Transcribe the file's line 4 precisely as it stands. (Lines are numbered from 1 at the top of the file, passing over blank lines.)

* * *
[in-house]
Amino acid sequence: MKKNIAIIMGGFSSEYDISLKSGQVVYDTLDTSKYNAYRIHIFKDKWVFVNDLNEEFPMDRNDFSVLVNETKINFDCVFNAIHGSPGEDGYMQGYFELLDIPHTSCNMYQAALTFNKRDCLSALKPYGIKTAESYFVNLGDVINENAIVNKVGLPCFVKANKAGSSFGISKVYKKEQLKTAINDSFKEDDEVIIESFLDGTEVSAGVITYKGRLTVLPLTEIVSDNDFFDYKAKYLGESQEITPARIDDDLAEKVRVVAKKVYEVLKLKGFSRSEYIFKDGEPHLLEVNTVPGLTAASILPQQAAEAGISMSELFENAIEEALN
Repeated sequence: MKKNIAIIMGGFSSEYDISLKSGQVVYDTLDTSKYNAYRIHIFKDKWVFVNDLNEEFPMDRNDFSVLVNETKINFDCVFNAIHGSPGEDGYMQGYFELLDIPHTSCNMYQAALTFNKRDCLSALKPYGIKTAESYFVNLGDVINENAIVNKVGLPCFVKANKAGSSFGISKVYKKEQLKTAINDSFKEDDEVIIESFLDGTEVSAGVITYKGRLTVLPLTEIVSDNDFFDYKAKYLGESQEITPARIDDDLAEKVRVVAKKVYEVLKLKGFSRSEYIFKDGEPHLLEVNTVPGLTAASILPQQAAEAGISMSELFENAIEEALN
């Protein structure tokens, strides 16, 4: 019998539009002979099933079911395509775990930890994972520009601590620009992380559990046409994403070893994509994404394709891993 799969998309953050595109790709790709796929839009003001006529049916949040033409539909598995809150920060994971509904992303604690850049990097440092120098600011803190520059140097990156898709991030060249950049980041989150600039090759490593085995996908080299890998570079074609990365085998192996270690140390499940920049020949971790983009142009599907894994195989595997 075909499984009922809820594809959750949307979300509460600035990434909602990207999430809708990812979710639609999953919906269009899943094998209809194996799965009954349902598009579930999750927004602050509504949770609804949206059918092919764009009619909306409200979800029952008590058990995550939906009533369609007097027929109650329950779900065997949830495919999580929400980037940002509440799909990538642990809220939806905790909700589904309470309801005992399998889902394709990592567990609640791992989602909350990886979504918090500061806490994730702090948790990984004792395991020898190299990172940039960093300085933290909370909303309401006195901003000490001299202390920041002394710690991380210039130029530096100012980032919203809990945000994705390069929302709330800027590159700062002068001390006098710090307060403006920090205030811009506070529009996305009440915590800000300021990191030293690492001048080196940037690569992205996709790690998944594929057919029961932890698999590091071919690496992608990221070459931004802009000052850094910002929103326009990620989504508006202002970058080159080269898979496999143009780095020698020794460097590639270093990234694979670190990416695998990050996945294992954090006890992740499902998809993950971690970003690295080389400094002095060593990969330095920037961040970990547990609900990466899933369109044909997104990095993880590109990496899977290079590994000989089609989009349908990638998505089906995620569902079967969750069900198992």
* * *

């Protein structure tokens, strides 16, 4: 019998539009002979099933079911395509775990930890994972520009601590620009992380559990046409994403070893994509994404394709891993 799969998309953050595109790709790709796929839009003001006529049916949040033409539909598995809150920060994971509904992303604690850049990097440092120098600011803190520059140097990156898709991030060249950049980041989150600039090759490593085995996908080299890998570079074609990365085998192996270690140390499940920049020949971790983009142009599907894994195989595997 075909499984009922809820594809959750949307979300509460600035990434909602990207999430809708990812979710639609999953919906269009899943094998209809194996799965009954349902598009579930999750927004602050509504949770609804949206059918092919764009009619909306409200979800029952008590058990995550939906009533369609007097027929109650329950779900065997949830495919999580929400980037940002509440799909990538642990809220939806905790909700589904309470309801005992399998889902394709990592567990609640791992989602909350990886979504918090500061806490994730702090948790990984004792395991020898190299990172940039960093300085933290909370909303309401006195901003000490001299202390920041002394710690991380210039130029530096100012980032919203809990945000994705390069929302709330800027590159700062002068001390006098710090307060403006920090205030811009506070529009996305009440915590800000300021990191030293690492001048080196940037690569992205996709790690998944594929057919029961932890698999590091071919690496992608990221070459931004802009000052850094910002929103326009990620989504508006202002970058080159080269898979496999143009780095020698020794460097590639270093990234694979670190990416695998990050996945294992954090006890992740499902998809993950971690970003690295080389400094002095060593990969330095920037961040970990547990609900990466899933369109044909997104990095993880590109990496899977290079590994000989089609989009349908990638998505089906995620569902079967969750069900198992």